This Probiotic Crusader Wants You to Get Cultured

How OHSU's Dr. Robert Martindale initiated a “probiotic protocol” for every patient receiving antibiotics.

By Hannah Wallace July 22, 2014 Published in the Health Annual: Summer 2014 issue of Portland Monthly

Image: Nomad

Used wisely, antibiotics kill bacteria—but they kill good bacteria along with the bad. Probiotics, meanwhile, boost “friendly” bacteria, improving digestion while aiding immune health. In 2005, when Dr. Robert Martindale was hired by Oregon Health & Science University, he initiated a “probiotic protocol,” requiring the hospital to serve yogurt to every patient receiving antibiotics. We talked to Martindale about how probiotic foods can improve your gut health and even help prevent common hospital-acquired infections—one ounce at a time.

How did you get interested in probiotics? Probiotics have been a passion since 1999 when I worked with Stig Bengmark, one of the fathers of the movement. He is from Sweden and a great scientist. 

Why is it so important that hospital patients take probiotics? Studies show they prevent virulent infections such as Clostridium difficile (C. difficile), antibiotic-resistant enterococci, and ventilator-assisted pneumonia (a hospital-acquired pneumonia that can occur in patients who are on a ventilator). We also saw a significant drop in antibiotic-associated diarrhea among patients who took kefir, a fermented yogurt drink.

How much kefir do nurses administer? An eight-ounce carton of Nancy’s kefir is $1.10. In the ICU we give the patients just one ounce, twice a day. Each carton contains 50 billion bacteria. Yoplait doesn’t work—it doesn’t have any probiotics in it.

How often should the average healthy person be eating fermented foods? And do probiotic supplements work just as well? We don’t really know, but most people say on a daily basis. I’m a firm believer that we can administer probiotics cheaper and more effectively by eating them. The problem is that a lot of the pills on the market aren’t consistent—there are no strict regulations. There is only a 30 percent correlation between what they say is in there and what’s actually in there.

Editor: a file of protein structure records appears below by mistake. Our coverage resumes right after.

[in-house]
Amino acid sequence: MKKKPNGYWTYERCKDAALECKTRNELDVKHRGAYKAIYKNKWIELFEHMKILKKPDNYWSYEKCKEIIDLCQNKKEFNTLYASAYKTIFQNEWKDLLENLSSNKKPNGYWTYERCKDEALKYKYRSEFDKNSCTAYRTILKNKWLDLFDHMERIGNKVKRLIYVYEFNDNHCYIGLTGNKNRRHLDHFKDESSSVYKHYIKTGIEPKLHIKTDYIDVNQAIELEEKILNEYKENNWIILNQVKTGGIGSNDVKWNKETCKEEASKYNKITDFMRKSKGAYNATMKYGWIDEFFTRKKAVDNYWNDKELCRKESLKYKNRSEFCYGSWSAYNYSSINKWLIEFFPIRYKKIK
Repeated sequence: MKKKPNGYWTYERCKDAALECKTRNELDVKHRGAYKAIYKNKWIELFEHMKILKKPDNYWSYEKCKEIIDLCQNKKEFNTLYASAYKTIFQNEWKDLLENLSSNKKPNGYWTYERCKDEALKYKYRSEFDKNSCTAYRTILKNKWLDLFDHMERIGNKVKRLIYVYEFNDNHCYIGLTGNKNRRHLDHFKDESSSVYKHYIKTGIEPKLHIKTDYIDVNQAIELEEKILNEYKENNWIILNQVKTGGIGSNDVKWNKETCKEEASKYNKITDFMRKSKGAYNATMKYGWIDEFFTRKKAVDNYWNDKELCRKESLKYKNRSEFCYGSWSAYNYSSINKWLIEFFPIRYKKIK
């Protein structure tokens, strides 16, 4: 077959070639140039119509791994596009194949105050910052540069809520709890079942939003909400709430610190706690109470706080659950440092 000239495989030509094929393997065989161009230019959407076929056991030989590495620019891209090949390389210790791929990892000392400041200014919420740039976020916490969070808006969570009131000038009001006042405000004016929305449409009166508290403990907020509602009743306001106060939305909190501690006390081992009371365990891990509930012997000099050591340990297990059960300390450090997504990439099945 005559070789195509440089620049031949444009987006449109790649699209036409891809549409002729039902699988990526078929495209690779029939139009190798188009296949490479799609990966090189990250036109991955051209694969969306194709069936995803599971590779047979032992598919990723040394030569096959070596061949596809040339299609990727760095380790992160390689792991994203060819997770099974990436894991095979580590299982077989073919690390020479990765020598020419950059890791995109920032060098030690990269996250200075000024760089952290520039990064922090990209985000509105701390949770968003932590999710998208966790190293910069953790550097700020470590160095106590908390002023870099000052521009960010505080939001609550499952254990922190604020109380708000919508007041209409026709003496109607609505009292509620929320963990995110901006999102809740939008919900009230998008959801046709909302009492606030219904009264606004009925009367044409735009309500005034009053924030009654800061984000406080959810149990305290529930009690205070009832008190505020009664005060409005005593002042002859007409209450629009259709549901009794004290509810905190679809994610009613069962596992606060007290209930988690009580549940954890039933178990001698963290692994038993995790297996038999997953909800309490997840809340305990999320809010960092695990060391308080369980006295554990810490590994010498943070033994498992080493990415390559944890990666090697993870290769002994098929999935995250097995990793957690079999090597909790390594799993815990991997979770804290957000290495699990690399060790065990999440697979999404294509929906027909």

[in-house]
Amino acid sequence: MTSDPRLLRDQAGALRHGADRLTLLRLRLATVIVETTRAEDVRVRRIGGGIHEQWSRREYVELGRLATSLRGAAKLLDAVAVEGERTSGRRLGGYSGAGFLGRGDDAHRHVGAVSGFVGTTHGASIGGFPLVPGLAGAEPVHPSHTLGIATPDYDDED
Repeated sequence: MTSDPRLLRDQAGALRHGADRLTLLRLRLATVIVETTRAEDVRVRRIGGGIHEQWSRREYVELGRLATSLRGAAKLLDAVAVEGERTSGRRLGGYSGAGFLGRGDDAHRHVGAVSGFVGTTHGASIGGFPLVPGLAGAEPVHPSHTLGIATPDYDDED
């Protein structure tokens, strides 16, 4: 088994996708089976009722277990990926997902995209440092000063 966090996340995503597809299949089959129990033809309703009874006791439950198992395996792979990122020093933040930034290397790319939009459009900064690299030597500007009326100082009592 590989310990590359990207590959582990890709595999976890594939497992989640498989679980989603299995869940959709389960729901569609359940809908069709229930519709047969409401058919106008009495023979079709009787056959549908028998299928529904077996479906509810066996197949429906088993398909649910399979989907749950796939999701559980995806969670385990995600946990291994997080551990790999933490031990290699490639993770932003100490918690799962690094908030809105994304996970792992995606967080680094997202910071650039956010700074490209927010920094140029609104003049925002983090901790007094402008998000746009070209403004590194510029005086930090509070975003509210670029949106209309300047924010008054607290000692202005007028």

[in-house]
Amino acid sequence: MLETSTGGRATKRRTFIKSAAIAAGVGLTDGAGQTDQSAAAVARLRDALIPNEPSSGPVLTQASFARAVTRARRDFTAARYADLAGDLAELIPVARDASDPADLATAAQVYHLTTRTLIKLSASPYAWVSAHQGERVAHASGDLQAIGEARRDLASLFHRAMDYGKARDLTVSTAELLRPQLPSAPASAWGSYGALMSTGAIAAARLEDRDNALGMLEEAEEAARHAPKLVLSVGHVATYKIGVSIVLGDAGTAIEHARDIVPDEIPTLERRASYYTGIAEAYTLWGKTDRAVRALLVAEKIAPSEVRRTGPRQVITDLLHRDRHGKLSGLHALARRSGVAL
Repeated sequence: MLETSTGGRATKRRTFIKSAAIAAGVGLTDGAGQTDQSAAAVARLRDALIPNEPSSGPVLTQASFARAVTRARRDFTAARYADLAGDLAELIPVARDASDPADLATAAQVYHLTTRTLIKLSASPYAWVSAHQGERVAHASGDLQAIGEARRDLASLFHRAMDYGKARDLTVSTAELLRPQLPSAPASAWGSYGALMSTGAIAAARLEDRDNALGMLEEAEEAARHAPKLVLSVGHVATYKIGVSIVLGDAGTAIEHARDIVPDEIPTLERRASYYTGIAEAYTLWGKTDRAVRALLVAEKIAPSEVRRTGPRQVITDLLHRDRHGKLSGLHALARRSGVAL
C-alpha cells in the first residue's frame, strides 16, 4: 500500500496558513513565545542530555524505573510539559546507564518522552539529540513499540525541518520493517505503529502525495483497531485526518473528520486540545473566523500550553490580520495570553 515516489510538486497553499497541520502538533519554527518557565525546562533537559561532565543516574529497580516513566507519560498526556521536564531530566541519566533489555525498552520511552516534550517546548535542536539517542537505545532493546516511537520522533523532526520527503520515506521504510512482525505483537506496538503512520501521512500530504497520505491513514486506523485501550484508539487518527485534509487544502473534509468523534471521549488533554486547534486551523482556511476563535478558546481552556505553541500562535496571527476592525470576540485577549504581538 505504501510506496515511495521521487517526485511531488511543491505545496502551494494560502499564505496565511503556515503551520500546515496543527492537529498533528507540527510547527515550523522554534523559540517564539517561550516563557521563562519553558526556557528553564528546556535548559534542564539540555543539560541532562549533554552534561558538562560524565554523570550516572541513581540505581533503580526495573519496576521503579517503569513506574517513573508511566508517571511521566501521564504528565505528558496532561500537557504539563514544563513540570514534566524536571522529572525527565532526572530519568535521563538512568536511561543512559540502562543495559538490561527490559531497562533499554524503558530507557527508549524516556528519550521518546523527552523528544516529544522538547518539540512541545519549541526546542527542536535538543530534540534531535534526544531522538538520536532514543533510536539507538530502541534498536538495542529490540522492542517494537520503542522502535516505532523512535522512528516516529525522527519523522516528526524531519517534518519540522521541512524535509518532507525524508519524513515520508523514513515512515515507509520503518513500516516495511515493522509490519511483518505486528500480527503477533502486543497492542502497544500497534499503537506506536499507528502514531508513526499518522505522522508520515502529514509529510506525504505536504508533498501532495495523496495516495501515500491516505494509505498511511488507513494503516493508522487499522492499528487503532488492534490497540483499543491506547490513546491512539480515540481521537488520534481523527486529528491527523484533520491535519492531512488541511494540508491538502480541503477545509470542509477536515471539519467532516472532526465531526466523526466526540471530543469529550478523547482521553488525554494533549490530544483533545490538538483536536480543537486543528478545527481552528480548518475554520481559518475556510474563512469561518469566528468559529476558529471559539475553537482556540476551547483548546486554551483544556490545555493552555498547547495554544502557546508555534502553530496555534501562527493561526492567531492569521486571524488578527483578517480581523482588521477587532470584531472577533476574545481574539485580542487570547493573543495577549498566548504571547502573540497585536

So do you eat yogurt rather than take probiotics when you travel to a developing country? Yes. I usually know the place I’m going and I buy local yogurt. But if you don’t have that ability, then I would recommend Culturelle, which is made of lactobacillus GG. The State Department actually recommends lactobacillus GG.

How much kefir do you drink on an average day? What about other fermented foods? After 30 years of studying nutrition, the one thing I do daily is put some probiotics in me. I’ll have kefir once a day usually. Or in the morning I have yogurt with granola for breakfast. I love kimchi—I like all those fermented foods—but I don’t really have access to them during the day. I don’t like kombucha.  

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